Another later Mast Agent was Captain George Tate Sr, whose fine 1755 mansion was built where Stroudwater River meets Fore River, in the Stroudwater neighborhood of today's Portland. Captain Tate took a big chance building such an elegant target for destruction during the (4th) French & Indian War---but he was lucky, and his mansion today still is a much-visited historic showplace at 1270 Westbrook Street, Portland 04102 (near today's Portland International Jetport). This Fore River location served well as Captain Tate's mast landing & loading port [See SIDELIGHT 1].

SIDELIGHT 1: TATE's HOUSE and MANNING's PICTURES

In the Colonial Period, masts & spars went to Britain in wooden sailing ships, some (called fly-boats, flights, flutes, fluyts) specially built with open-ports in the stern, on both sides of the rudder, and completely open inside.

A diorama of Captain Tate's mast-loading area, with a model fluyt mast-ship, is among the displays at TATE HOUSE, 1270 Westbrook Street, Portland 04102, in the Stroudwater neighborhood, near Portland International Jetport.

Also at Tate House are line drawings & written descriptions of many aspects of the Mast Trade from start to finish, by SAMUEL F MANNING. These pictures & captions also appear in a 60-page book by Manning (1979), titled NEW ENGLAND MASTS & THE KING'S BROAD ARROW, available for purchase both at Tate House and from the author at P O Box 722, Camden ME 04843.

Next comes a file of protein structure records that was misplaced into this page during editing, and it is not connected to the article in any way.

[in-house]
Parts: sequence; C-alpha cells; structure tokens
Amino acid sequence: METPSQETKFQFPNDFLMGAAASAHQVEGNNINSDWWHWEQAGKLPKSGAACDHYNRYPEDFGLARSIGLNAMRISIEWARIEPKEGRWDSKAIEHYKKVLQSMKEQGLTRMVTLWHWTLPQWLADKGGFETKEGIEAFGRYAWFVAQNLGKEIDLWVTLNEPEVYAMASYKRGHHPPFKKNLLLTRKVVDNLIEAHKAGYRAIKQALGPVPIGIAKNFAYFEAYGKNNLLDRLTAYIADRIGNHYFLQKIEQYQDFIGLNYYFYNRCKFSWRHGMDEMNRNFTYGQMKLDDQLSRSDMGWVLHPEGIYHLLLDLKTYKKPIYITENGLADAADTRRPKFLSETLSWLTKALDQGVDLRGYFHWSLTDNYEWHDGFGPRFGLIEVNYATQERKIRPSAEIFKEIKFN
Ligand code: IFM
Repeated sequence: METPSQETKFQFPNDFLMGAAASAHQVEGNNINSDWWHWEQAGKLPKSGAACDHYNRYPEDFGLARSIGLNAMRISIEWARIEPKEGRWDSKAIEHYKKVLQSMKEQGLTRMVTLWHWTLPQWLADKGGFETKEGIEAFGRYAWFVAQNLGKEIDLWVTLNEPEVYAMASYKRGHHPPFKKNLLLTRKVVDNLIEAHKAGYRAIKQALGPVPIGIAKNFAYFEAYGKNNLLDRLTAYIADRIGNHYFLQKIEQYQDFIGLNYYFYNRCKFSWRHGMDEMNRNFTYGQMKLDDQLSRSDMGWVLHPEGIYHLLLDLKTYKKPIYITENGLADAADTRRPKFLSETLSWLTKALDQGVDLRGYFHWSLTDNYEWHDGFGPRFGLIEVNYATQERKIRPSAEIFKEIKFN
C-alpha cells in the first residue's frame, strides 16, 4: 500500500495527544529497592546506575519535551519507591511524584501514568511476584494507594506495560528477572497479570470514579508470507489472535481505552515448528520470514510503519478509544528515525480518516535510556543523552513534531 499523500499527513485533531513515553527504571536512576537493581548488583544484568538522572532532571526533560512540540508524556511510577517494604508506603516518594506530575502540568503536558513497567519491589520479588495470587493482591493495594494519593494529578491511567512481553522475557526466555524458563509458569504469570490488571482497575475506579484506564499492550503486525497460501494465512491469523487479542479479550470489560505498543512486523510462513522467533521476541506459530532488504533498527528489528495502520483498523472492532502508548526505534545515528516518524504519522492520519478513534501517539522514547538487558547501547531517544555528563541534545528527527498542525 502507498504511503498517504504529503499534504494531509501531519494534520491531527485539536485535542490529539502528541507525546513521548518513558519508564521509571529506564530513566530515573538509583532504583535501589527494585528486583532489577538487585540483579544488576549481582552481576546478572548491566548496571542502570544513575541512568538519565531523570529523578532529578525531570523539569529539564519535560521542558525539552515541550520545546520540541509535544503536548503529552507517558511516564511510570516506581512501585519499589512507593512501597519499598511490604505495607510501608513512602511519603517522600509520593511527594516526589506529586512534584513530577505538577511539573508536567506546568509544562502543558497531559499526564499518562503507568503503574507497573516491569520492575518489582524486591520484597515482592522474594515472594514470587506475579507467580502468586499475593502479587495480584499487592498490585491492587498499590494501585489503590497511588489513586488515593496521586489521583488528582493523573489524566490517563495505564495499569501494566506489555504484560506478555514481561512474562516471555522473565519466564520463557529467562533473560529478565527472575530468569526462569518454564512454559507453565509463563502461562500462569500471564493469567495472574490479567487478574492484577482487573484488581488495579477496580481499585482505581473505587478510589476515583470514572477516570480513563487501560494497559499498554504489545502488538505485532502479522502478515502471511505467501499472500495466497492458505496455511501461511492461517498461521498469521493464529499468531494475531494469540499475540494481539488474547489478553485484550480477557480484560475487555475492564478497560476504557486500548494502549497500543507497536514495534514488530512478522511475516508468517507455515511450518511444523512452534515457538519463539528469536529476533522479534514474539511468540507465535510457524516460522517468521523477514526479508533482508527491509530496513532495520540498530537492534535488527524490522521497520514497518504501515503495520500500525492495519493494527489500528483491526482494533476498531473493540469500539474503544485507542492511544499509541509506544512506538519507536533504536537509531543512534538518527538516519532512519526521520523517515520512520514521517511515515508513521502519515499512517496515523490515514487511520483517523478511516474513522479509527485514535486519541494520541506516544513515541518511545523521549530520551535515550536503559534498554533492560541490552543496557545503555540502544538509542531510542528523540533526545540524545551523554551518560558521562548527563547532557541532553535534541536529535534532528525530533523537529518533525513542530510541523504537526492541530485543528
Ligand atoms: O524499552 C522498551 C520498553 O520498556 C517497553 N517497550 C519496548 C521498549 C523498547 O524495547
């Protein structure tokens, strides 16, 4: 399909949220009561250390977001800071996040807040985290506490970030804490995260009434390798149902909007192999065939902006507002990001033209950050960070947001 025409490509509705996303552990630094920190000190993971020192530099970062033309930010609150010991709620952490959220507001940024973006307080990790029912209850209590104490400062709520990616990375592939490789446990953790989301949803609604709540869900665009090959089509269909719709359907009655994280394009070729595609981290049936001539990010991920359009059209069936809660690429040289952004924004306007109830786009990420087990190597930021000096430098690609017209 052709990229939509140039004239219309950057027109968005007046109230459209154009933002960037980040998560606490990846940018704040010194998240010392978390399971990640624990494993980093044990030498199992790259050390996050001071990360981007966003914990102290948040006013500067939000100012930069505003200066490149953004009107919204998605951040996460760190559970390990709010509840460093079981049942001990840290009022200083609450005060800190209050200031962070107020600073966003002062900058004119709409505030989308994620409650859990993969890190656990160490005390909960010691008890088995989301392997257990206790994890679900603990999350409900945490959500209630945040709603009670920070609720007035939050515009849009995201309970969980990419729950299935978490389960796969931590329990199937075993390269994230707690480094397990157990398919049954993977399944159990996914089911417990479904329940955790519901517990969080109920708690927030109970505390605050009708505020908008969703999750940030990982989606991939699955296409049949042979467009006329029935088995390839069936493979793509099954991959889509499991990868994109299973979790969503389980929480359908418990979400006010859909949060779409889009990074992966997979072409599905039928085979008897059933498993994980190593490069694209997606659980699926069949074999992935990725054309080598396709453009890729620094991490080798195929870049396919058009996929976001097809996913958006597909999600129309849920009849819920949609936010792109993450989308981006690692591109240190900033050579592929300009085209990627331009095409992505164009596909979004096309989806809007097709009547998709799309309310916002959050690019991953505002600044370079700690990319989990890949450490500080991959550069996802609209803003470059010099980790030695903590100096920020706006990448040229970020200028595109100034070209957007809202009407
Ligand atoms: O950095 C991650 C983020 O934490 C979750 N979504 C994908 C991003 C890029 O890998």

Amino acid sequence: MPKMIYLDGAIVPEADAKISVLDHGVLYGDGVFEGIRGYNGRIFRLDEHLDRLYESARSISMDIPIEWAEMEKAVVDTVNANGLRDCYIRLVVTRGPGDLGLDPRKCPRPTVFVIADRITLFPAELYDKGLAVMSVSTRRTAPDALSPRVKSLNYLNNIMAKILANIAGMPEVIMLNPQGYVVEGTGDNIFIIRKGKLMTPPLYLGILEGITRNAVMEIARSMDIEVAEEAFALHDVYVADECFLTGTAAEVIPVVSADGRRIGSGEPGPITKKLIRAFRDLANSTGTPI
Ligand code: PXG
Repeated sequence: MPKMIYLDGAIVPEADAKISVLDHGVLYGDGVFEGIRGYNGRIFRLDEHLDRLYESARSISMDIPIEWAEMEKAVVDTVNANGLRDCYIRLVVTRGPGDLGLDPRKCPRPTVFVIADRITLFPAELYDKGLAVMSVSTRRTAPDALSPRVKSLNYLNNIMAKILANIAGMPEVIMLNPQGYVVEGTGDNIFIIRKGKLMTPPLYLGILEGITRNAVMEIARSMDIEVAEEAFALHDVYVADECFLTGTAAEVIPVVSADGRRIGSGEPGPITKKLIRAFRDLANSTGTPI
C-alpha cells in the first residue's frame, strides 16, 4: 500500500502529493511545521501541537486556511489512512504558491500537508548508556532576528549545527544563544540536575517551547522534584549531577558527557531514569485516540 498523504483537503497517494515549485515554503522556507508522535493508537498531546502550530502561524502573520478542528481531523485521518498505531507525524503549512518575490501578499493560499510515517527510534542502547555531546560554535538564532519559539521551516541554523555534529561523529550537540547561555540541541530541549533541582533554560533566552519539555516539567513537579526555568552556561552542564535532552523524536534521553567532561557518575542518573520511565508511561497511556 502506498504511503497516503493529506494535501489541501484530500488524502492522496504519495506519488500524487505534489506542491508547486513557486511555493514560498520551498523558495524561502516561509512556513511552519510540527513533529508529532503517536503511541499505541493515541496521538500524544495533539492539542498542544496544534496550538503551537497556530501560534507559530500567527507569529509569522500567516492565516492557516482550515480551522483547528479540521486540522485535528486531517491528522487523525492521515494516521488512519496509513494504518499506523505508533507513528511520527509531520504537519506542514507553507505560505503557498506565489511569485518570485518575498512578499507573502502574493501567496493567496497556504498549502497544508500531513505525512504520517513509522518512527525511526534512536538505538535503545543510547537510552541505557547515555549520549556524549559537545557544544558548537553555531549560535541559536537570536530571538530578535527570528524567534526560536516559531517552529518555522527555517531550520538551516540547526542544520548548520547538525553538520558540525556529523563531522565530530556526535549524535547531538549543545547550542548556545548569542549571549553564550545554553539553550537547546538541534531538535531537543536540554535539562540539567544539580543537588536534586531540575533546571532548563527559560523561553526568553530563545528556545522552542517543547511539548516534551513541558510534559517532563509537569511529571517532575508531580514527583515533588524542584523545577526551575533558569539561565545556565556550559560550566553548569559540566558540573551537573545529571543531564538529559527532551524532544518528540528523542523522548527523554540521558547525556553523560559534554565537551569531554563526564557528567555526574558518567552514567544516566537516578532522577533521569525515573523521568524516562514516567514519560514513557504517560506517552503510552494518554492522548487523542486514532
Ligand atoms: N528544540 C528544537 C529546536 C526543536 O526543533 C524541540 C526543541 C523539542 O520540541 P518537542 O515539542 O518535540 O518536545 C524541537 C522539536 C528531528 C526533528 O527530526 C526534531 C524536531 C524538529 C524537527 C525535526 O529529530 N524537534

Many thanks to SFM for permission to reproduce two of his pictures:
the book cover (shown here in Part A, Sidelight 1),
and the multi-yoke of oxen hauling a mast (shown in Part C, Sidelight 3).
Tate House photo courtesy of Tate House Museum

Nonetheless, suddenly, much of Britain's mast supply became America's own. After the opening battles of the American Revolution, New Englanders in various places openly disturbed mast-tree cargoes awaiting shipment to Britain. In June 1775, just such a disturbance erupted in Falmouth / Portland Harbor, when two ships arrived with orders from British Admiral Graves to secure all possible masts. However, local American Patriots already had towed many masts out of easy reach.

"On seeking to load in the Presumscot River, the British encountered an aroused citizenry who seized their boats, guns, and men. Thus the mast ships were forced to sail without a cargo. Admiral Graves warned...that if the masts were not given up he would 'beat the town down about their ears.' In October [1775] this threat was made good. Captain Mowatt and his fleet bombarded the town of Falmouth [Portland] and reduced it to ashes."---Quoted from page 43 of William H Rowe (1948) THE MARITIME HISTORY OF MAINE (NY: W W Norton & Co).

 

Part A
Broad-Arrow (& Cannon Balls)
Part B
The Spar-Maker (1820s-1893)
Part C
Windham Mast Landmarks